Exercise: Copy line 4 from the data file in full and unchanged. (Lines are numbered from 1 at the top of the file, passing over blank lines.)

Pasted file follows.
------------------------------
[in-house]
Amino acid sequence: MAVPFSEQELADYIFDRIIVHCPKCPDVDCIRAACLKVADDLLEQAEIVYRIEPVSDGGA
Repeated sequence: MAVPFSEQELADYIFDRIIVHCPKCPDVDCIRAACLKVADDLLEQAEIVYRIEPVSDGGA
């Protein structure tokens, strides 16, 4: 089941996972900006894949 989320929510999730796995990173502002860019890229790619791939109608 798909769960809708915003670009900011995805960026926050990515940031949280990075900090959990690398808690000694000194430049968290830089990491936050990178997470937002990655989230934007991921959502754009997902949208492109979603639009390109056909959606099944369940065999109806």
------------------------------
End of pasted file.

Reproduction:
């Protein structure tokens, strides 16, 4: 089941996972900006894949 989320929510999730796995990173502002860019890229790619791939109608 798909769960809708915003670009900011995805960026926050990515940031949280990075900090959990690398808690000694000194430049968290830089990491936050990178997470937002990655989230934007991921959502754009997902949208492109979603639009390109056909959606099944369940065999109806």